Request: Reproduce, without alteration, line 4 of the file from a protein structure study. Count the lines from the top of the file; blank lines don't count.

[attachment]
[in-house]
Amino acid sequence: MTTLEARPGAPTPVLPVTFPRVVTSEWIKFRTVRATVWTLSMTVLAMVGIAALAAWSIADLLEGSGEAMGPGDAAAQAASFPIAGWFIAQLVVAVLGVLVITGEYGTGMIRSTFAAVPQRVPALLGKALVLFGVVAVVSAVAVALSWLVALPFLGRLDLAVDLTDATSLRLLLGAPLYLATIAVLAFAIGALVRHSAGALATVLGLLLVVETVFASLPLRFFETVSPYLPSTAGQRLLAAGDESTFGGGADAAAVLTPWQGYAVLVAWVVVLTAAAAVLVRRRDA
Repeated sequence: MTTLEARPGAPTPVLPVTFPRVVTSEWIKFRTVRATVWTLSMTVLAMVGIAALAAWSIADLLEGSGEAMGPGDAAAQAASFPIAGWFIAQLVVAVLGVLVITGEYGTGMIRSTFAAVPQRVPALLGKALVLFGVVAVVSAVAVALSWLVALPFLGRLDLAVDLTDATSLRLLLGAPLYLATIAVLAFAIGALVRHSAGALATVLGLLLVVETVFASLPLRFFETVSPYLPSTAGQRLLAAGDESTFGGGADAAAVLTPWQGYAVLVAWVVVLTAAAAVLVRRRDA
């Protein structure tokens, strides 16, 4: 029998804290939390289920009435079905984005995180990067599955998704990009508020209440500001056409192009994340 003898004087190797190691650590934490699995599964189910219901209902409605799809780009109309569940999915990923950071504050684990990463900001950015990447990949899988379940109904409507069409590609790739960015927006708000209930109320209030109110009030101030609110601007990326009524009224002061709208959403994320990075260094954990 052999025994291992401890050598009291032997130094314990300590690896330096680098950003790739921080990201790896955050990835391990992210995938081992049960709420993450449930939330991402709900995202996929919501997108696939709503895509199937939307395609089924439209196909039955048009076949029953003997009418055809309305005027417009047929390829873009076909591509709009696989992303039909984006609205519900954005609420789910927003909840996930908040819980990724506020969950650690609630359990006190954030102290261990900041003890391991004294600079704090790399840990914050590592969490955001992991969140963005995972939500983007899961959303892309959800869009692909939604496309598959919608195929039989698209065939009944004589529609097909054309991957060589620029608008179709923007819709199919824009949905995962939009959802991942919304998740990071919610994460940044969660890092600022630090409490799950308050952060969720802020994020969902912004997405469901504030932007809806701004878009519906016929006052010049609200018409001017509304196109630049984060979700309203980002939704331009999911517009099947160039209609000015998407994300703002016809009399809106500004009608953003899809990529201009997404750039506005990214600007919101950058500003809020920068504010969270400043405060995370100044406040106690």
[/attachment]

């Protein structure tokens, strides 16, 4: 029998804290939390289920009435079905984005995180990067599955998704990009508020209440500001056409192009994340 003898004087190797190691650590934490699995599964189910219901209902409605799809780009109309569940999915990923950071504050684990990463900001950015990447990949899988379940109904409507069409590609790739960015927006708000209930109320209030109110009030101030609110601007990326009524009224002061709208959403994320990075260094954990 052999025994291992401890050598009291032997130094314990300590690896330096680098950003790739921080990201790896955050990835391990992210995938081992049960709420993450449930939330991402709900995202996929919501997108696939709503895509199937939307395609089924439209196909039955048009076949029953003997009418055809309305005027417009047929390829873009076909591509709009696989992303039909984006609205519900954005609420789910927003909840996930908040819980990724506020969950650690609630359990006190954030102290261990900041003890391991004294600079704090790399840990914050590592969490955001992991969140963005995972939500983007899961959303892309959800869009692909939604496309598959919608195929039989698209065939009944004589529609097909054309991957060589620029608008179709923007819709199919824009949905995962939009959802991942919304998740990071919610994460940044969660890092600022630090409490799950308050952060969720802020994020969902912004997405469901504030932007809806701004878009519906016929006052010049609200018409001017509304196109630049984060979700309203980002939704331009999911517009099947160039209609000015998407994300703002016809009399809106500004009608953003899809990529201009997404750039506005990214600007919101950058500003809020920068504010969270400043405060995370100044406040106690």